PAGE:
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First of all, it is fair to say, that this article is written by a former Mozilla Firefox user of many years and a current Google Chrome user.
Microsoft is planning to release the beta of Internet Explorer on September 15, 2010. Before the beta arrives, we can see many of the new features in the Internet Explorer Platform Preview.
The most recent Platform 4th was released on august 4.
Since the beginnings of Internet Explorer, it’s had two main problems: support of web standards and poor performance.
No matter how much money you have invested in a new computer, sooner or later you will face performance problems.
These problems are usually related with the CPU or the memory. Computers are becoming so complex that you need all the help you can get to find the source of the problems.
The first thing I do when I notice that my computer is not acting as it should is run Task Manager. With this tool you can easily see the usage of Memory and CPU of every process on your computer. I always do the same: look for the processes that are using more CPU and see if there are enough physical memory available.
So, why not have a utility that do the same with just one click and that can be easily found in your Windows 7 Taskbar?
To do this we are going to use one component of Windows 7, PowerShell, that can be also used in other Windows versions.
Use of USB devices is sometimes the easiest way to get infected by a virus.
Perhaps you want to control the usage so that another user cannot copy something to an external device.
Learn, in this guide, how to protect yourself from attacks via a USB drive.
My last post was about looking for basic signs of malware infections: 6 Signs Of Malware Infections
That post was a little introduction, about how to know if a virus and other sort of malware is on your computer.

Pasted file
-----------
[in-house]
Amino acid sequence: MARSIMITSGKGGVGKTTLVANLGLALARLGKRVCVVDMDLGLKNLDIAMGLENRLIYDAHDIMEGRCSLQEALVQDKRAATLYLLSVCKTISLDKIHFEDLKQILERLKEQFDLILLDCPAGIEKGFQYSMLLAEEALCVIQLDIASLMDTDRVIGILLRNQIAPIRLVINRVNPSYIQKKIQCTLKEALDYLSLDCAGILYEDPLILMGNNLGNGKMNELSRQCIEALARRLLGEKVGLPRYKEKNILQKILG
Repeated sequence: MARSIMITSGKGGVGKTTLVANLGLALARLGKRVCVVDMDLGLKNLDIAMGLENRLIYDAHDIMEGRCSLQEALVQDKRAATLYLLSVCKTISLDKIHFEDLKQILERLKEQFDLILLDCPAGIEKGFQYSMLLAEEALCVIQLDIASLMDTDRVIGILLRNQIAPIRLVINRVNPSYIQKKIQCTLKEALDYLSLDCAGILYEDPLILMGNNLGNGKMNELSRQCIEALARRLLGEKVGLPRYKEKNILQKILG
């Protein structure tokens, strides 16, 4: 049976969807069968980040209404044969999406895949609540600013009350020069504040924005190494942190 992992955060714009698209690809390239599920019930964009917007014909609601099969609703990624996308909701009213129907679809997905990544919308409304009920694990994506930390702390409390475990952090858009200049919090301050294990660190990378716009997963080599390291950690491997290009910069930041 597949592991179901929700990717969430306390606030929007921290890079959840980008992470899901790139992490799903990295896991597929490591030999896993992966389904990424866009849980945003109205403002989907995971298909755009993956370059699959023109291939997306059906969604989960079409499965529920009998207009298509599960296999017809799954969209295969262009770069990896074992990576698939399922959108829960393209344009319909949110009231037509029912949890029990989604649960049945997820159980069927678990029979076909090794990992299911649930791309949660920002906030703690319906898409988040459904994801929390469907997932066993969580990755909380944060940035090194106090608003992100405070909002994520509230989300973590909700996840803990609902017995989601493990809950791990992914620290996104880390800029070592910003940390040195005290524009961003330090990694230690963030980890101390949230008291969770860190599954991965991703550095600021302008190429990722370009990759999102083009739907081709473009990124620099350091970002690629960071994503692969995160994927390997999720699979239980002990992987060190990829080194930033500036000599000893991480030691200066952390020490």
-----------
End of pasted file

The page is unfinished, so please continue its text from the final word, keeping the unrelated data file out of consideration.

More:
Now, we are going to use utilities to look for that creepy software.
I am sure that many of you are thinking, why I need to know all of this stuff if I have an antivirus?
The answer is pretty simple: many times these applications cannot remove the virus, so it is very useful to know other ways to get rid of infections.
We are going to use free utilities that exists in the operating system that can reveal if any undesired program is in your computer.
Virus, spyware and other types of malware are here to stay. Our main problem is becoming a little paranoid about the subject. One of the reasons that drives to this situation is that many people–even skilled ones–are not aware of the symptoms of having a malware infection.
This post is just a basic list, I am preparing a more advanced article about the same topic so take this one as an introduction.
The best way to know if your computer is infected by some sort of malware is by using an antivirus to detect infections. So, what is the point in this list? Sometimes, the security utilities have problems detecting some sort of virus, as happens with the more sophisticated viruses out there.
Slow performance could be seen a sign of infection, but as there are so many reasons that can drive to this behaviour is not included in the list.
Operating systems have become more complex over time. For an every-day user, it’s really a hard task to find what programs are slowing down their machine and for what reasons.
The most common performance problems are related with physical memory.
As I wrote in a comment answering a reader, Ben, in another post:
Programs use more RAM (another name for physical memory) if there is more available. Thus, you cannot associate high memory usage with bad memory usage. If your machine has resources (one of these resources is RAM), there is no problem using them if they’re available for use. But what about when you hit the limits of your physical memory?
What can an every-day user do to find out if their machine is using all of it’s current physical memory and, therefore, needs more RAM?